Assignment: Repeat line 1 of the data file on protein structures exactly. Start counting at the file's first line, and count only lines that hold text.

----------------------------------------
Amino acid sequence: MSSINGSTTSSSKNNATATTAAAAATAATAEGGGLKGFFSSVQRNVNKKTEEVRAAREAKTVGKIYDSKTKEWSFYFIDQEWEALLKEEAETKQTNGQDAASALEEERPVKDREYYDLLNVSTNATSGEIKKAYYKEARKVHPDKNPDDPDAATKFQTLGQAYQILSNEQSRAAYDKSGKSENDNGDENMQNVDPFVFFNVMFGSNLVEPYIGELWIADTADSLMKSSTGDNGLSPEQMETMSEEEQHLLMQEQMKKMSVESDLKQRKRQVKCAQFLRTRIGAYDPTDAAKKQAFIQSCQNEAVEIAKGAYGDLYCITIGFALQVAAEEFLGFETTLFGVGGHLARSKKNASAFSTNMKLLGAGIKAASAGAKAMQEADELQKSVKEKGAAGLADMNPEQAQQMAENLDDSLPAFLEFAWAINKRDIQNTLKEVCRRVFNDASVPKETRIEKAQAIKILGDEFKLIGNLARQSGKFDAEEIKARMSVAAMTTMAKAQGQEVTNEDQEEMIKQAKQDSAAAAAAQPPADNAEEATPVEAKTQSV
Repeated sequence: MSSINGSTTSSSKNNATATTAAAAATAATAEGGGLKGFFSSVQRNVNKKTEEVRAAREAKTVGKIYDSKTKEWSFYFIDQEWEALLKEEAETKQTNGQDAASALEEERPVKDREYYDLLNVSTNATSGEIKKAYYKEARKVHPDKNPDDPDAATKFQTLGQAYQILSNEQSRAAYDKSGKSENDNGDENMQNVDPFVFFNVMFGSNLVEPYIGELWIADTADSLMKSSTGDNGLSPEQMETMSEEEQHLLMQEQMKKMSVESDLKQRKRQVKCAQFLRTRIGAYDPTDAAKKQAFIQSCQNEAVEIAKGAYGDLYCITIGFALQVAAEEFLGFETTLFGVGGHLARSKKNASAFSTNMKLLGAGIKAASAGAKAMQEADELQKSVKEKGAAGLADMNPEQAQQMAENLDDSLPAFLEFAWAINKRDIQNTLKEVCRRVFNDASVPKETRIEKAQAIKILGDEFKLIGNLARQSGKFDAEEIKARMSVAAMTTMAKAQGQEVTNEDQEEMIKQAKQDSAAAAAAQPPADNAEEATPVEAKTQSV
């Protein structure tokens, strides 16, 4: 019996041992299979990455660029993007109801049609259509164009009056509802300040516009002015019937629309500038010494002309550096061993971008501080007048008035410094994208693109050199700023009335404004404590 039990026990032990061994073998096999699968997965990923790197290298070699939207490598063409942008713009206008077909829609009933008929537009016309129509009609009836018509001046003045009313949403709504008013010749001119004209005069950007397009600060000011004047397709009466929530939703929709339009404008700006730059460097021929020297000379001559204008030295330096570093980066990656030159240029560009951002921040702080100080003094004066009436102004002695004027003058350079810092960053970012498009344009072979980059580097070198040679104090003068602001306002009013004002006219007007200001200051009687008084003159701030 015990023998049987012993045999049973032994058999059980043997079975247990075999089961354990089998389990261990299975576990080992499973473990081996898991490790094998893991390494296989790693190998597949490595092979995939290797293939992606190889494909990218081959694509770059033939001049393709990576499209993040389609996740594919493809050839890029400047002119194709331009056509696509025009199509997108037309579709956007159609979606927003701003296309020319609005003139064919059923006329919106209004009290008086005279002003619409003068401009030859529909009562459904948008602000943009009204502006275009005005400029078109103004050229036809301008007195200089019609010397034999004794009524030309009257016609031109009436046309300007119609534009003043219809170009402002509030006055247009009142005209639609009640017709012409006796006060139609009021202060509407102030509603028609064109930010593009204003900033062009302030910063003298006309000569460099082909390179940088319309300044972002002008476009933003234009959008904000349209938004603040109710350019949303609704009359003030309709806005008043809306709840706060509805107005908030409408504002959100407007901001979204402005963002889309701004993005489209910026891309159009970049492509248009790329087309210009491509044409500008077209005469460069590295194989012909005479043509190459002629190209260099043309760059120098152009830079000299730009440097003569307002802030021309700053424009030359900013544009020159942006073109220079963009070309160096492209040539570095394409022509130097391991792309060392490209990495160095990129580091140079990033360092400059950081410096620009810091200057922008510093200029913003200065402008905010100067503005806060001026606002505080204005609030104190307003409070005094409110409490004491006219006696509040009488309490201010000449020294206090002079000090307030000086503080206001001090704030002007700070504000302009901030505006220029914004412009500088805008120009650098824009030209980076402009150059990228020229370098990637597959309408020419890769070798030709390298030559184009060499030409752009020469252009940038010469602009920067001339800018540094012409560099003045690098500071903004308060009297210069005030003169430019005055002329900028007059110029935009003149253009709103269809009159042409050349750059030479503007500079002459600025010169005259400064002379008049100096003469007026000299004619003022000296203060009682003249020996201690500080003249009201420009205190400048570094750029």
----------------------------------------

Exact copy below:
Amino acid sequence: MSSINGSTTSSSKNNATATTAAAAATAATAEGGGLKGFFSSVQRNVNKKTEEVRAAREAKTVGKIYDSKTKEWSFYFIDQEWEALLKEEAETKQTNGQDAASALEEERPVKDREYYDLLNVSTNATSGEIKKAYYKEARKVHPDKNPDDPDAATKFQTLGQAYQILSNEQSRAAYDKSGKSENDNGDENMQNVDPFVFFNVMFGSNLVEPYIGELWIADTADSLMKSSTGDNGLSPEQMETMSEEEQHLLMQEQMKKMSVESDLKQRKRQVKCAQFLRTRIGAYDPTDAAKKQAFIQSCQNEAVEIAKGAYGDLYCITIGFALQVAAEEFLGFETTLFGVGGHLARSKKNASAFSTNMKLLGAGIKAASAGAKAMQEADELQKSVKEKGAAGLADMNPEQAQQMAENLDDSLPAFLEFAWAINKRDIQNTLKEVCRRVFNDASVPKETRIEKAQAIKILGDEFKLIGNLARQSGKFDAEEIKARMSVAAMTTMAKAQGQEVTNEDQEEMIKQAKQDSAAAAAAQPPADNAEEATPVEAKTQSV